Sonnet 19 Figurative Language

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Time. Time is a metaphysical predator that preys off of the living. As one progressively ages, Time-a looming reminder of one’s inevitable death- drains the youth from the body before they fall upon the red tawny-patterned earth. However, how could one stop such a heinous action?. As demonstrated in William Shakespeare's Sonnet 19, his homosexual lover was capable of remaining youthful through the verse of poetry. While the author attempts to immortalize his beloved, it appears as if Time is the unconquerable. Yet, later in the poem, he becomes aware that he has power over Time. Through his utilization of sonnet structure, well-noted poet William Shakespeare demonstrates the speaker’s surprise power over time. In the initial quatrain,…show more content…
As he begins to set the premise of his argument, Shakespeare explicitly uses words such as “fierce”, “keen”, and “long-livd” to demonstrate to the reader the brute strength of theses animals. Shakespeare purposefully presents Time’s victims in such a manner to establish its power over all living organisms. While the lion, tiger, and phoenix are powerful beings, Time has domain over all living things despite whatever tools its victims might possess. However, as the poem progresses the final lines, the speaker commands Time not to age his lover; boldly, asserting that he will live on through the verses of the Sonnet. Ironically, after the use of beast-like diction and animistic imagery used to establish the power of time, the speaker undermines Time’s the ability to “slaughter” all living beings; thus, emphasizing the shock of his power of…show more content…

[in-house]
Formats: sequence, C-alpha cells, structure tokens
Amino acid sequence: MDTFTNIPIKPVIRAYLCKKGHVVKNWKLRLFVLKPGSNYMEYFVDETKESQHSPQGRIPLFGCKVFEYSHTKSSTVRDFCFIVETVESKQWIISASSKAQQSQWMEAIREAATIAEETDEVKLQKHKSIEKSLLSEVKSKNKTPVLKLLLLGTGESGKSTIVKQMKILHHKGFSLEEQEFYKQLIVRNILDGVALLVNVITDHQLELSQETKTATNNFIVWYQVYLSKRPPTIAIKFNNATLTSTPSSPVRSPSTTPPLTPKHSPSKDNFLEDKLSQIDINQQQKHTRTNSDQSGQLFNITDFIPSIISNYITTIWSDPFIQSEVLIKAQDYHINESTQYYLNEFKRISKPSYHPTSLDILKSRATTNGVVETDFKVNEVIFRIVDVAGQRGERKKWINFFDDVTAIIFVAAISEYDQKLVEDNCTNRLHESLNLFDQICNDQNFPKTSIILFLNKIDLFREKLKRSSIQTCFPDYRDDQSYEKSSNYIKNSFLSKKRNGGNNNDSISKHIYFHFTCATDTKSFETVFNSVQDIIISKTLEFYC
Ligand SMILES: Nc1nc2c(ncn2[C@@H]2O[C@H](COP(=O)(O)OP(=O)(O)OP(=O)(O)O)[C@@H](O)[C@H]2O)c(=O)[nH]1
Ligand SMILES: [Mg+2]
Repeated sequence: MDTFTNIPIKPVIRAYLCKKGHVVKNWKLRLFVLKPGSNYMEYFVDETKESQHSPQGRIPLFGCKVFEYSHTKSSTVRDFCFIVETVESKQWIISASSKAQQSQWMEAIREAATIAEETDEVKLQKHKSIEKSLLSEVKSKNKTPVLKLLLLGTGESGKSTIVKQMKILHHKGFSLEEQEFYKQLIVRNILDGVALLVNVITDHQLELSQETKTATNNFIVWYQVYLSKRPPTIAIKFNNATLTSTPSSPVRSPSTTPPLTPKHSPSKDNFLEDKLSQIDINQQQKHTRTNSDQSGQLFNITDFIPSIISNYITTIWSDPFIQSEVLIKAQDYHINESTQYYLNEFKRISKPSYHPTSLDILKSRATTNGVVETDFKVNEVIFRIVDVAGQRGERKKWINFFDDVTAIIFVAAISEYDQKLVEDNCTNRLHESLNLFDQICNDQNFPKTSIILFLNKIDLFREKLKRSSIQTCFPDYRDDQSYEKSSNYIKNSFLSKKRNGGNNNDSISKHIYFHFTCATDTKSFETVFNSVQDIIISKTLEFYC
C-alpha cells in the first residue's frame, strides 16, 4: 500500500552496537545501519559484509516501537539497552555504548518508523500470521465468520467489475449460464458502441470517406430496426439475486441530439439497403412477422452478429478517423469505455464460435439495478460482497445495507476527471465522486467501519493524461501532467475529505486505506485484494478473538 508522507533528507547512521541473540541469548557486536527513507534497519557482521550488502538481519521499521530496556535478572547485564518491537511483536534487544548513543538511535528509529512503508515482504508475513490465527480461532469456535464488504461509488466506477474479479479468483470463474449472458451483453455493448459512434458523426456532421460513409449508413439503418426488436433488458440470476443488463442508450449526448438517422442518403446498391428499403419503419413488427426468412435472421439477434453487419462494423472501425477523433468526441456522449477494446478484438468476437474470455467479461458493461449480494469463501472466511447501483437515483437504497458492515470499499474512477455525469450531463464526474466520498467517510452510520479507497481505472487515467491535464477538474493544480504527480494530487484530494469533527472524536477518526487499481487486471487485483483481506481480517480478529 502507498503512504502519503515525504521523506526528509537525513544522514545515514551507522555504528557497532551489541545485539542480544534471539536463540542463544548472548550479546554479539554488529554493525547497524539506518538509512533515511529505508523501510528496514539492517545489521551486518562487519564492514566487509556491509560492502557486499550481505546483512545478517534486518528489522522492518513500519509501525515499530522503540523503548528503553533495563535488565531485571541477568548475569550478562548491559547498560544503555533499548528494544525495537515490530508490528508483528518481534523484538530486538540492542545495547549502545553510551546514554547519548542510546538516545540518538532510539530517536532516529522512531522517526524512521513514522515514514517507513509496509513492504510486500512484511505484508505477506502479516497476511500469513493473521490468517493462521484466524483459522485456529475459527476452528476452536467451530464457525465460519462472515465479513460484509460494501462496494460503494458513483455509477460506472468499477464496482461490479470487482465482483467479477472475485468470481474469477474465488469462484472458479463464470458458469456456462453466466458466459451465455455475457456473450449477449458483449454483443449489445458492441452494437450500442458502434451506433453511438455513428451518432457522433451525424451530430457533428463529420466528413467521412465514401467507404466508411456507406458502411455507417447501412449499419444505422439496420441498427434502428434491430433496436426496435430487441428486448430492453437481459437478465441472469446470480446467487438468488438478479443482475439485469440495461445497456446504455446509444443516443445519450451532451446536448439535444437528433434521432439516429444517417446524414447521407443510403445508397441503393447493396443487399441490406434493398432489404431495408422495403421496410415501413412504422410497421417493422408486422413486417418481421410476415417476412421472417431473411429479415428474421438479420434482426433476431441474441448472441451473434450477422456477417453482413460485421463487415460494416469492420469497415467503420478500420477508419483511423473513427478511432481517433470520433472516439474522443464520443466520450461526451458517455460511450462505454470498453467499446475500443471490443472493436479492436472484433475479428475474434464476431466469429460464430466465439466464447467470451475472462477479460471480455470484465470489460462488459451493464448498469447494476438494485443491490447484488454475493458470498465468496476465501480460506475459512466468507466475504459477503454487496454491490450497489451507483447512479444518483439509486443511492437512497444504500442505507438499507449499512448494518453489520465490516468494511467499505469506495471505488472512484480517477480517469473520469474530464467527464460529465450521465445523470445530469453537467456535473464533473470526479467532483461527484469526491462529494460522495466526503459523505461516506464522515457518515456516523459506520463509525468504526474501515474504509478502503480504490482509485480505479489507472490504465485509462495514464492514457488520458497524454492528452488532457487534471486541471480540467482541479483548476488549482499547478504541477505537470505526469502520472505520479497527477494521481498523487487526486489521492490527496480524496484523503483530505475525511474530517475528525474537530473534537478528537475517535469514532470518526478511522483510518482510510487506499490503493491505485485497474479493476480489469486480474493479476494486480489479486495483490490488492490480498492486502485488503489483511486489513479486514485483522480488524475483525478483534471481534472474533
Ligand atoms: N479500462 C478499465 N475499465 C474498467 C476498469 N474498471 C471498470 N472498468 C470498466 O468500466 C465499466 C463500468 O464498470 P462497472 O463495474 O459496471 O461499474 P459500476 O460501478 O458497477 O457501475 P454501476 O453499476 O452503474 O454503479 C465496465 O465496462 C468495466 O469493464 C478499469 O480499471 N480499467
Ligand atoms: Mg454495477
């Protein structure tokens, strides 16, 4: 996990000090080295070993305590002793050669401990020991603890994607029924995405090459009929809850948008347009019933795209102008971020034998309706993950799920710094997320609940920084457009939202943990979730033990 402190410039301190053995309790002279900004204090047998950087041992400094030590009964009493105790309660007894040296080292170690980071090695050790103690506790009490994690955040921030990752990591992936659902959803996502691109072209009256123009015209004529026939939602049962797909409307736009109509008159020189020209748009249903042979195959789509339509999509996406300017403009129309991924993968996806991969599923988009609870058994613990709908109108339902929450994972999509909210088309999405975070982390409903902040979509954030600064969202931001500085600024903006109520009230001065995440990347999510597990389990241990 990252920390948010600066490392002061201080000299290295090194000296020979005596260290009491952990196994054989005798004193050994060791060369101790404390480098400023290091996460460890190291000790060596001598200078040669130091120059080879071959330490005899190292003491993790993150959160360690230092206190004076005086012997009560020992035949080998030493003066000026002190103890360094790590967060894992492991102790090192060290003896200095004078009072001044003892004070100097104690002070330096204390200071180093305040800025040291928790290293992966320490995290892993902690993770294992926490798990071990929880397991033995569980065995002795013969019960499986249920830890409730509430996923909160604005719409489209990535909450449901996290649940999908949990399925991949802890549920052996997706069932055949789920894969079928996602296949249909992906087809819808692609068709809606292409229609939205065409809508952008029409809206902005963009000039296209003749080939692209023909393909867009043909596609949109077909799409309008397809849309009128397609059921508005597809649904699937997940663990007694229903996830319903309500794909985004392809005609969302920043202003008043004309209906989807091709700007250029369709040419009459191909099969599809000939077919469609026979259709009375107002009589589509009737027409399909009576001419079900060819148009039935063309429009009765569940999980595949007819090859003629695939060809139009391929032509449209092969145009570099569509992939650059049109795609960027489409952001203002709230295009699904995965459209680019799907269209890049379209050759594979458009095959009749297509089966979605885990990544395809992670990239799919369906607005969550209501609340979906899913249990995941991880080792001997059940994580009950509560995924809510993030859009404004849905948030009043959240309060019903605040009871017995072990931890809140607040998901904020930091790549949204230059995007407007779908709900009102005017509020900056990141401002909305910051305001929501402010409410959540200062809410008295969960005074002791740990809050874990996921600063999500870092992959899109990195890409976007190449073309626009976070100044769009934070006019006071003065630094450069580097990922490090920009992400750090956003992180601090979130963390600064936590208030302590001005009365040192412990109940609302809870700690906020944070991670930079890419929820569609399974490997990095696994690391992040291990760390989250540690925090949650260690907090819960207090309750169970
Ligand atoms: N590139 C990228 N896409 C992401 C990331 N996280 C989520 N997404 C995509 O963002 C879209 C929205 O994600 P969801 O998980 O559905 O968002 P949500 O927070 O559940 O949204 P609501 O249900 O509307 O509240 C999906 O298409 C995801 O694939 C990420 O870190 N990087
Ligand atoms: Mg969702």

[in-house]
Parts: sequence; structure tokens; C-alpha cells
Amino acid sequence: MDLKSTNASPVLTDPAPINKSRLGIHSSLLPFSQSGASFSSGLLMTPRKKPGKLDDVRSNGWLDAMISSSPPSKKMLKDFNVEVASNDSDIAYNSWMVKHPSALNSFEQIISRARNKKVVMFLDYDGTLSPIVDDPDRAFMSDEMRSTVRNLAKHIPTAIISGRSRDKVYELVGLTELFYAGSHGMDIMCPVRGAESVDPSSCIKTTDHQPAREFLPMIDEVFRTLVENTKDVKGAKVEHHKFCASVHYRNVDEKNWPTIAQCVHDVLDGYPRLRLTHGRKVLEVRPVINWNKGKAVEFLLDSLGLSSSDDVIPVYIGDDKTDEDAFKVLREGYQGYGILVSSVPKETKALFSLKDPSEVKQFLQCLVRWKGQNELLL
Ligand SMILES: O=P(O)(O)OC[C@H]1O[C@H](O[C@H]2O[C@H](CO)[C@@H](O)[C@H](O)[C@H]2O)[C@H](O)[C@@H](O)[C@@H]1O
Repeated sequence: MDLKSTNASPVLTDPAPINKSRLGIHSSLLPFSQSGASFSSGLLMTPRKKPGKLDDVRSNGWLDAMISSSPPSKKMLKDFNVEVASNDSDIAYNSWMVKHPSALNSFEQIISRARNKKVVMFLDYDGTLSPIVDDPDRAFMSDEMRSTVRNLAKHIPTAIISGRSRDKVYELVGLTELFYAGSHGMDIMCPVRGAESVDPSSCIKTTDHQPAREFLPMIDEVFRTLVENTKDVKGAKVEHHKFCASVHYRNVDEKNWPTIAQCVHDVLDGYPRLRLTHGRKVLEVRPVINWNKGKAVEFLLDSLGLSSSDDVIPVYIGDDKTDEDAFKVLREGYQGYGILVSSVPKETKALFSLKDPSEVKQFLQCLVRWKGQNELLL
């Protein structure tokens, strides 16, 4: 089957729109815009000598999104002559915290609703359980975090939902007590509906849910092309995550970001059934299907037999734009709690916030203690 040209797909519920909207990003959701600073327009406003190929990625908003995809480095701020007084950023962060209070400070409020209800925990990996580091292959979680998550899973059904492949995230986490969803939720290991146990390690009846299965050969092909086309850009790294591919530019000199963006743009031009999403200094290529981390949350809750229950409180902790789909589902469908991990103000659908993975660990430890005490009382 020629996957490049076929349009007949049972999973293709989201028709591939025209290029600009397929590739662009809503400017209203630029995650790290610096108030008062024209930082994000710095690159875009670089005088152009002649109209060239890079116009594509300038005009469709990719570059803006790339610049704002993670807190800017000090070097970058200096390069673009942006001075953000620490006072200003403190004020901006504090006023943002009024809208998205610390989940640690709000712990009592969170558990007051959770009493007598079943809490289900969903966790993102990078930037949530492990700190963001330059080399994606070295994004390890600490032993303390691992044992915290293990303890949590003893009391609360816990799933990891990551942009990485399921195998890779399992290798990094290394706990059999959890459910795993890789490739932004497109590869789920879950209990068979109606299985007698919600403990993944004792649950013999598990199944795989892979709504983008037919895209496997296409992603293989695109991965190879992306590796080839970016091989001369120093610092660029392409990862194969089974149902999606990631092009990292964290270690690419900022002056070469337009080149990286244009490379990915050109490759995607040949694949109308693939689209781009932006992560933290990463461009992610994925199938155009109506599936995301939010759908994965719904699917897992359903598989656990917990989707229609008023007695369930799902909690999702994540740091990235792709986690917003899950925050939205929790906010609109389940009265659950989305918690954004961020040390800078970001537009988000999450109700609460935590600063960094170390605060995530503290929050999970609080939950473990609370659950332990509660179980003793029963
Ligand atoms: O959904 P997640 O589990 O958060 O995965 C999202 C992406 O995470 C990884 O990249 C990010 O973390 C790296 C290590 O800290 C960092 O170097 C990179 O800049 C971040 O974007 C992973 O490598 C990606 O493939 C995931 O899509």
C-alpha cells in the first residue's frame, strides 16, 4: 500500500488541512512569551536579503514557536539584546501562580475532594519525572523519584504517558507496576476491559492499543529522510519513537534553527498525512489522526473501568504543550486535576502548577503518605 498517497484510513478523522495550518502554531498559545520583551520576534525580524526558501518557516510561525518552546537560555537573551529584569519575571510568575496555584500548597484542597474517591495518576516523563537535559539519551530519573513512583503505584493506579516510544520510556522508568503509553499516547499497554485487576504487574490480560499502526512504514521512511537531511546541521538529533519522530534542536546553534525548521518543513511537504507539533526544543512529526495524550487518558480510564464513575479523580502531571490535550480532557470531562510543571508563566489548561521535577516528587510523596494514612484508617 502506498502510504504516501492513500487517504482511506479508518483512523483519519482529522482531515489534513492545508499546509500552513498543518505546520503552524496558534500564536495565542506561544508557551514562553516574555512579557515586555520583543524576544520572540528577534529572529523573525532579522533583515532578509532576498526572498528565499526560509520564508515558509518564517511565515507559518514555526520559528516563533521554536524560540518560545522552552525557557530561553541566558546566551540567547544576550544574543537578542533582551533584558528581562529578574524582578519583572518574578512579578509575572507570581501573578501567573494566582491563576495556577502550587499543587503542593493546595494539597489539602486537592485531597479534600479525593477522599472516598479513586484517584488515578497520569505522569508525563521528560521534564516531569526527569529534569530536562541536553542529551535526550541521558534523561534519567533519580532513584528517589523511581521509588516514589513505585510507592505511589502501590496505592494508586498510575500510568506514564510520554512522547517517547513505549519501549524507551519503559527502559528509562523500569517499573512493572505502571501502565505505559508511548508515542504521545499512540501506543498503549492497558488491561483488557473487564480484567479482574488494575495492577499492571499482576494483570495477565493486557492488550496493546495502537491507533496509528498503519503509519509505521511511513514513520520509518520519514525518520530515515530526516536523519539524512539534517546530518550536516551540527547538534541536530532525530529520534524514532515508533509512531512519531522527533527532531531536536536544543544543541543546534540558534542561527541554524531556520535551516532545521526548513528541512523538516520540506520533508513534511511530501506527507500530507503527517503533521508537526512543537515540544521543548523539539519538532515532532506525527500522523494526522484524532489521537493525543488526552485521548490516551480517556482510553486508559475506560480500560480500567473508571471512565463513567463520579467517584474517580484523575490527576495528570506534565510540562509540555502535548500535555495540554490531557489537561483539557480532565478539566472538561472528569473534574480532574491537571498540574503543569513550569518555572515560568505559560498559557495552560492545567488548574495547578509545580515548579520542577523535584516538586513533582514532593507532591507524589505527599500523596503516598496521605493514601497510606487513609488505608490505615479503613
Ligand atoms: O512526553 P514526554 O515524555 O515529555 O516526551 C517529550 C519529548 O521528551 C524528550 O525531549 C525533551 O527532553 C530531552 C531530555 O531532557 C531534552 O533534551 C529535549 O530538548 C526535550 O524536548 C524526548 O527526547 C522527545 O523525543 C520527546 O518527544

While Time is capable of deteriorating animals, it is the primary reason for the passage of the seasons on “the wide world” (Shakespeare 2.2). As the speaker further expands on his aforementioned argument, he declares,”Make glad and sorry seasons as thou fleets, / And do what’er thou wilt, swift-footed Time, / To the Wide world and all of her fading Sweets,”(Shakespeare ) In the quotation, there is a emphasize on the passage of time during each turn of the seasons who are “glad and sorry [...] as [time] fleets” (Shakespeare 2.1) . As an inexorable progression, Time is the natural progression of the seasonal life cycle. To the seasons, they comprehend that their death is ineluctable. So, rather attempting to delay the inevitable, the seasons merely accept their morality. Because of this fact, there is a distinct image of the seasons gradually changing. As Time “fleets” away, the seasons wither and die as they become the “Wide World[‘s] [...] fading sweets” (Shakespeare 2.3). By expanding upon the preceding point of Time’s power, the writer constructs a “build up” the ironic twist revealed in the last

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